How to Recycle Tricky Materials: Our Guide to Recycling

Find out how to recycle challenging materials such as paint, computers, furniture, printer cartridges and car batteries.


| October 7, 2010



How To Recycle

Everything from computers and electronics to paint and fluorescent light bulbs can be recycled.


PHOTO: ISTOCKPHOTO/NATHANGLEAVE

It’s no secret that recycling is good for the environment. According to the Environmental Protection Agency’s Municipal Solid Waste (MSW) Generation, Recycling, and Disposal in the United States: Facts and Figures for 2008, Americans generated 249.6 million tons of waste in 2008 alone. An impressive 33.2 percent of that waste was recycled — a number that has been steadily rising since the 1980s.

“Over the last few decades, the generation, recycling, composting and disposal of MSW have changed substantially,” the Facts and Figures report says. “While solid waste generation has increased, from 3.66 to 4.50 pounds per person per day between 1980 and 2008, the recycling rate has also increased — from less than 10 percent of MSW generated in 1980 to over 33 percent in 2008. Disposal of waste to a landfill has decreased from 89 percent of the amount generated in 1980 to 54 percent of MSW in 2008.”

This progress is a huge step in the right direction for the environment, but we can do more. Our landfills will be less crowded and our air, water and soil will be cleaner if we learn to use only what we need and reuse as many items as possible. Many of us are already taking steps in the right direction: We’re recycling our soda cans, glass bottles, newspapers and office paper. But what should we do with more difficult items such as cell phones, computers and paint?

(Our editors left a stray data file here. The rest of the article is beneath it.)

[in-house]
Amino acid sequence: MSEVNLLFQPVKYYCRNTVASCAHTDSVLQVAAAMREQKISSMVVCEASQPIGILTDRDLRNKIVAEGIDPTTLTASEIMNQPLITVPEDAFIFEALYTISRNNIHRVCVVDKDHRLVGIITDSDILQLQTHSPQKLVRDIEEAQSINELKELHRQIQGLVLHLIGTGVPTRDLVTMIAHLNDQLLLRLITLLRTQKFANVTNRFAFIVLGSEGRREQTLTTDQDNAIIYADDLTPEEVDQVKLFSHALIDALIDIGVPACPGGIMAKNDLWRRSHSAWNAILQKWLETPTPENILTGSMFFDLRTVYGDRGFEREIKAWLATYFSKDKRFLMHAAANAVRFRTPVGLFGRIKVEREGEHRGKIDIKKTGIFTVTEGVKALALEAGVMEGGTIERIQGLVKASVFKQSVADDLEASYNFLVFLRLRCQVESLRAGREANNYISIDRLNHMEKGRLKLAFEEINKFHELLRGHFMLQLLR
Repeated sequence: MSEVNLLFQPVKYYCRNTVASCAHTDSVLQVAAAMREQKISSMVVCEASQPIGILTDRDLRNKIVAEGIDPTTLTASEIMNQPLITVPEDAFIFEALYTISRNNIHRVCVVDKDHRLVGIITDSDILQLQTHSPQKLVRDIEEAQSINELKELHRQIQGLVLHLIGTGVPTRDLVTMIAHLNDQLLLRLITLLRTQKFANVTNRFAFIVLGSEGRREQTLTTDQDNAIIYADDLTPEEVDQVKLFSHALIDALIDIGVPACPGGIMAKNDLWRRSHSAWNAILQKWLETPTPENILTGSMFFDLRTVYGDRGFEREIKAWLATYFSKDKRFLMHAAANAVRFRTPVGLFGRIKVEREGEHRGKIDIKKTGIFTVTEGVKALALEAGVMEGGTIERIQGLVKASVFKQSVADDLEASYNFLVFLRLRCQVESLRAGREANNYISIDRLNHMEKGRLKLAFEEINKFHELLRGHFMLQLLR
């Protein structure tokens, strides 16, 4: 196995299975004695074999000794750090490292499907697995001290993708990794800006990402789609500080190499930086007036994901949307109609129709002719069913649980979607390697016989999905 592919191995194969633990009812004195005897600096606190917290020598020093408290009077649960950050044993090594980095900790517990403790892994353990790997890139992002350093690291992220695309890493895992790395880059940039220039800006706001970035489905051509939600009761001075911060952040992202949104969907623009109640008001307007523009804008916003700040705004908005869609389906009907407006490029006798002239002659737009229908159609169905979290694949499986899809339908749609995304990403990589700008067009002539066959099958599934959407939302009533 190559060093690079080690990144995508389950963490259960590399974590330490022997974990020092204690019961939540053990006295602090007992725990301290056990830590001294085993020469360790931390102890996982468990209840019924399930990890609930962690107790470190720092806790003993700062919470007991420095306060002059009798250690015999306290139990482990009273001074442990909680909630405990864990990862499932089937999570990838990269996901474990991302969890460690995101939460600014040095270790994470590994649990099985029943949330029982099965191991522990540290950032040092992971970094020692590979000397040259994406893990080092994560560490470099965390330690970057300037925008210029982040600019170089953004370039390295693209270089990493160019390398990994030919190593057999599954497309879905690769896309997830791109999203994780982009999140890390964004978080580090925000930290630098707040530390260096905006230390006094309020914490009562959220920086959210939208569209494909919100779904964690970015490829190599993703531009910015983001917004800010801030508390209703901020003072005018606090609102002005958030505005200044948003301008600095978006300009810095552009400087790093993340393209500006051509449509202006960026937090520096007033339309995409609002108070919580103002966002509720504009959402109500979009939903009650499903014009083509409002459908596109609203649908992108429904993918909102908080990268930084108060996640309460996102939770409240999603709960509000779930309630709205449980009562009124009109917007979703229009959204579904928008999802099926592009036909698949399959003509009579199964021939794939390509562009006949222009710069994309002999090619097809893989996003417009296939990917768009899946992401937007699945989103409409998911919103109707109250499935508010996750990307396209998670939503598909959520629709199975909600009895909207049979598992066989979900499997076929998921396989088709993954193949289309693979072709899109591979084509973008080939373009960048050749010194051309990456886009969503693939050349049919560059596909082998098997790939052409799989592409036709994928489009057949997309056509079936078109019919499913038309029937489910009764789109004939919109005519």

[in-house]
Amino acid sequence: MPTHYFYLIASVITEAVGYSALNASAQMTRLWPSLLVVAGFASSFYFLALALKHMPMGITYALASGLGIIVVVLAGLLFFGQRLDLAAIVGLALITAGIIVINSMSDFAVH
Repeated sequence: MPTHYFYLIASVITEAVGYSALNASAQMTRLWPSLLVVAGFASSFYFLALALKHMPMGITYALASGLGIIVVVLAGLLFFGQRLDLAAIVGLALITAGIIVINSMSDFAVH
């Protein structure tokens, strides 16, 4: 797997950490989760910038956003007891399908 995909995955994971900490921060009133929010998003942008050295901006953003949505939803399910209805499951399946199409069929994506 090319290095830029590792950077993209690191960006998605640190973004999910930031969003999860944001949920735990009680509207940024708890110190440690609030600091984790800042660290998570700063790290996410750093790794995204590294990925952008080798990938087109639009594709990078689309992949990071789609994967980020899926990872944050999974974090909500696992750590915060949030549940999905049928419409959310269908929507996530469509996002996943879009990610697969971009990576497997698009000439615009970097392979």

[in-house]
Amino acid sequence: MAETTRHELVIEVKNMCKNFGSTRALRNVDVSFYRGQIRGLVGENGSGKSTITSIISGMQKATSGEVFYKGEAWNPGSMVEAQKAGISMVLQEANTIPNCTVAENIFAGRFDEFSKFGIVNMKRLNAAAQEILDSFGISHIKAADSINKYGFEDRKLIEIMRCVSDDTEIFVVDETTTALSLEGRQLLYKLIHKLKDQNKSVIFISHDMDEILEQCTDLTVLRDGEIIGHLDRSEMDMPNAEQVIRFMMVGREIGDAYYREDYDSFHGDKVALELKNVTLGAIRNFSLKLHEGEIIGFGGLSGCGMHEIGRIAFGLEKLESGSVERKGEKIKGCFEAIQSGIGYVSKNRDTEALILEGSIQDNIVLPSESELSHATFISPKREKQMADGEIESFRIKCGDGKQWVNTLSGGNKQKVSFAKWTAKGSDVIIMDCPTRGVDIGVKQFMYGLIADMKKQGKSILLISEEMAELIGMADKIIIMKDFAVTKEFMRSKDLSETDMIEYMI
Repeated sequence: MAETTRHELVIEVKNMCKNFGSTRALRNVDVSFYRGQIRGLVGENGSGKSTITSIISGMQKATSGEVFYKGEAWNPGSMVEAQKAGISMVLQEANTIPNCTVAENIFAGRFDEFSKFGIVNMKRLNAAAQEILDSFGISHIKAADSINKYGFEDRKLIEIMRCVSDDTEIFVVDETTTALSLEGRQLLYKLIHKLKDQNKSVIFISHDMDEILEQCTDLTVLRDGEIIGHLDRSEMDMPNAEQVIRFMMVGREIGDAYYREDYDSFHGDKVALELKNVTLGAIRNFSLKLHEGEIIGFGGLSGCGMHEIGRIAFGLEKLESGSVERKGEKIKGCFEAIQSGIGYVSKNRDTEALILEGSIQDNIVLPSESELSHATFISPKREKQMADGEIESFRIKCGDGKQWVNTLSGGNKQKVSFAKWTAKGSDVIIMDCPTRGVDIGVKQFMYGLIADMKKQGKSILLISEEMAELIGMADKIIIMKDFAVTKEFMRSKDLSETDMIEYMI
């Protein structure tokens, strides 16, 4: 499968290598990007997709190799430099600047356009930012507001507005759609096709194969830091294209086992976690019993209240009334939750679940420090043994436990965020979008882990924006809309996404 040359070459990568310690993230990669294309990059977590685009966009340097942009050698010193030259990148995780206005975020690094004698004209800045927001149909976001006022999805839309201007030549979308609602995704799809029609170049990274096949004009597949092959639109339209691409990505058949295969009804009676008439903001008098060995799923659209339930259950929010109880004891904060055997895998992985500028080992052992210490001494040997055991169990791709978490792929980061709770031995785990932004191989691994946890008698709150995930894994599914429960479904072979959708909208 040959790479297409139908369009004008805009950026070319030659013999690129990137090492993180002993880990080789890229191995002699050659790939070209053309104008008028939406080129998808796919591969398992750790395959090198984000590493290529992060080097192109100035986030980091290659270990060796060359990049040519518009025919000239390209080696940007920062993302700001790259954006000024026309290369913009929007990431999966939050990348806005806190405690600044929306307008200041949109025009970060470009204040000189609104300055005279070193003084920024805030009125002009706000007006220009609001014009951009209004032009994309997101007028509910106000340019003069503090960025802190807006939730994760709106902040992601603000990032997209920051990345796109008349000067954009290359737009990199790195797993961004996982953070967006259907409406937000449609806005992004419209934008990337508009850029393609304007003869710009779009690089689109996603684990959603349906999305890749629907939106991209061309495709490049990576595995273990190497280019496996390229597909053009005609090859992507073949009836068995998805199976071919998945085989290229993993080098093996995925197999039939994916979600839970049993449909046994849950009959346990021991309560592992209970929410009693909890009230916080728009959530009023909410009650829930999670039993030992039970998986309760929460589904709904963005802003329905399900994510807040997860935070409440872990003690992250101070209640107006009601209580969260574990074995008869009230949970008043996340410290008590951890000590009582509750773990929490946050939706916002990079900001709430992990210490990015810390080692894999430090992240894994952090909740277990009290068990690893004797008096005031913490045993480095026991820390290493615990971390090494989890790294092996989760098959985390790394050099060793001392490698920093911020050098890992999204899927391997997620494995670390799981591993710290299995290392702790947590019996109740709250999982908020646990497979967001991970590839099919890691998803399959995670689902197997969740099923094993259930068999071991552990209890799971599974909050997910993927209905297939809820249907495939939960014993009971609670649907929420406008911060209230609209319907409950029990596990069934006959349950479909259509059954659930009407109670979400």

We’ve found some great solutions and resources to help you learn how to recycle many challenging materials.

How to Recycle Paint

A clean coat of paint can solve a lot of problems, but the paint that’s left over presents its own challenges. Fortunately, your old latex- or water-based paints usually can be reused if you know where to look. Many Household Hazardous Waste facilities put leftover paint to good use with Product Reuse programs.

In a community near the MOTHER EARTH NEWS office (Lawrence, Kan.), the Household Hazardous Waste facility collects leftover paint and consolidates it for a second life. Large containers of paint are available to residents at the Product Reuse Facility, and — get this — in Lawrence, the paint is free by appointment.

jay babione
11/8/2011 12:02:43 AM

I was under the impression that recycling saved landfill space and saved energy. Saving energy happens because it takes less energy to recycle a material into a product than it takes to manufacturer the same product from virgin materials. However, the township I live in demands that all labels be removed from bottles and cans and they be rinsed. By the time I do all this I have wasted more energy than that which will ultimately be saved recycling these items into new products. Somebody needs to inform these people better ways to handle recycling.


norman elliott
10/11/2010 1:13:18 PM

Another way you can help is to re-use items yourself. It's amazing what can be done. Have a look at: http://www.instructables.com/ which can give you lots of ideas.






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